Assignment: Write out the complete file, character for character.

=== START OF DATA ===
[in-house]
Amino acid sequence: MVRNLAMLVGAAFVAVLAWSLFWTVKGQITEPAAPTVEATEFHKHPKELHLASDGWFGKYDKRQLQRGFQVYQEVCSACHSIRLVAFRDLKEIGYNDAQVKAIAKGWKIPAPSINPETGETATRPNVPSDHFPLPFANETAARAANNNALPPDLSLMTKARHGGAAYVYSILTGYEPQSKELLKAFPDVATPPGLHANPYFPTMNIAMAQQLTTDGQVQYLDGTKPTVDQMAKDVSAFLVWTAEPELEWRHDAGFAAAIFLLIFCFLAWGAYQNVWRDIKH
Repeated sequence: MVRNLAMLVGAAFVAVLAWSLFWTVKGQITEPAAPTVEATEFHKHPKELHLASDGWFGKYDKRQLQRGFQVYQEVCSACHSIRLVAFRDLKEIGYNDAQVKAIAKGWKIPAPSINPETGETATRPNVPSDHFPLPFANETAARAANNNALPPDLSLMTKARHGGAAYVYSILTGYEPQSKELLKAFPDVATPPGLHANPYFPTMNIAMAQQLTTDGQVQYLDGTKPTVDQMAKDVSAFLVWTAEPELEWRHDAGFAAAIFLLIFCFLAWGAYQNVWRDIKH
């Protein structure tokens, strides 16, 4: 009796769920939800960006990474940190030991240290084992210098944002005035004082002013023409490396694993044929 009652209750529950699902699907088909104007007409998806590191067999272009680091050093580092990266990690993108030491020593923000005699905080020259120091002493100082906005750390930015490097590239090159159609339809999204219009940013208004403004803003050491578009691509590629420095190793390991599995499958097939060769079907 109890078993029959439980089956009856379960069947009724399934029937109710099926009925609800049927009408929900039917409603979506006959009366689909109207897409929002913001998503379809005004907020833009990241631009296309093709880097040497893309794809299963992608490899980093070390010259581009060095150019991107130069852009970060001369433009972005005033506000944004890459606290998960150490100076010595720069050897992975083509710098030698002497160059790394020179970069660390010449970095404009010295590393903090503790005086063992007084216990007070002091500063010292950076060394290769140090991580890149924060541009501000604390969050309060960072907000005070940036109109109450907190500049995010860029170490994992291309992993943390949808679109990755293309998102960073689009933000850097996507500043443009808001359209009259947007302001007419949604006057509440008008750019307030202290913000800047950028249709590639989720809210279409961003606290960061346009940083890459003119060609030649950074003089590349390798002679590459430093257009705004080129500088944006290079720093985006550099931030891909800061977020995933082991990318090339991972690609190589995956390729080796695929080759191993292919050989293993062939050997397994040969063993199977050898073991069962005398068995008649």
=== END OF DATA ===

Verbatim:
[in-house]
Amino acid sequence: MVRNLAMLVGAAFVAVLAWSLFWTVKGQITEPAAPTVEATEFHKHPKELHLASDGWFGKYDKRQLQRGFQVYQEVCSACHSIRLVAFRDLKEIGYNDAQVKAIAKGWKIPAPSINPETGETATRPNVPSDHFPLPFANETAARAANNNALPPDLSLMTKARHGGAAYVYSILTGYEPQSKELLKAFPDVATPPGLHANPYFPTMNIAMAQQLTTDGQVQYLDGTKPTVDQMAKDVSAFLVWTAEPELEWRHDAGFAAAIFLLIFCFLAWGAYQNVWRDIKH
Repeated sequence: MVRNLAMLVGAAFVAVLAWSLFWTVKGQITEPAAPTVEATEFHKHPKELHLASDGWFGKYDKRQLQRGFQVYQEVCSACHSIRLVAFRDLKEIGYNDAQVKAIAKGWKIPAPSINPETGETATRPNVPSDHFPLPFANETAARAANNNALPPDLSLMTKARHGGAAYVYSILTGYEPQSKELLKAFPDVATPPGLHANPYFPTMNIAMAQQLTTDGQVQYLDGTKPTVDQMAKDVSAFLVWTAEPELEWRHDAGFAAAIFLLIFCFLAWGAYQNVWRDIKH
């Protein structure tokens, strides 16, 4: 009796769920939800960006990474940190030991240290084992210098944002005035004082002013023409490396694993044929 009652209750529950699902699907088909104007007409998806590191067999272009680091050093580092990266990690993108030491020593923000005699905080020259120091002493100082906005750390930015490097590239090159159609339809999204219009940013208004403004803003050491578009691509590629420095190793390991599995499958097939060769079907 109890078993029959439980089956009856379960069947009724399934029937109710099926009925609800049927009408929900039917409603979506006959009366689909109207897409929002913001998503379809005004907020833009990241631009296309093709880097040497893309794809299963992608490899980093070390010259581009060095150019991107130069852009970060001369433009972005005033506000944004890459606290998960150490100076010595720069050897992975083509710098030698002497160059790394020179970069660390010449970095404009010295590393903090503790005086063992007084216990007070002091500063010292950076060394290769140090991580890149924060541009501000604390969050309060960072907000005070940036109109109450907190500049995010860029170490994992291309992993943390949808679109990755293309998102960073689009933000850097996507500043443009808001359209009259947007302001007419949604006057509440008008750019307030202290913000800047950028249709590639989720809210279409961003606290960061346009940083890459003119060609030649950074003089590349390798002679590459430093257009705004080129500088944006290079720093985006550099931030891909800061977020995933082991990318090339991972690609190589995956390729080796695929080759191993292919050989293993062939050997397994040969063993199977050898073991069962005398068995008649």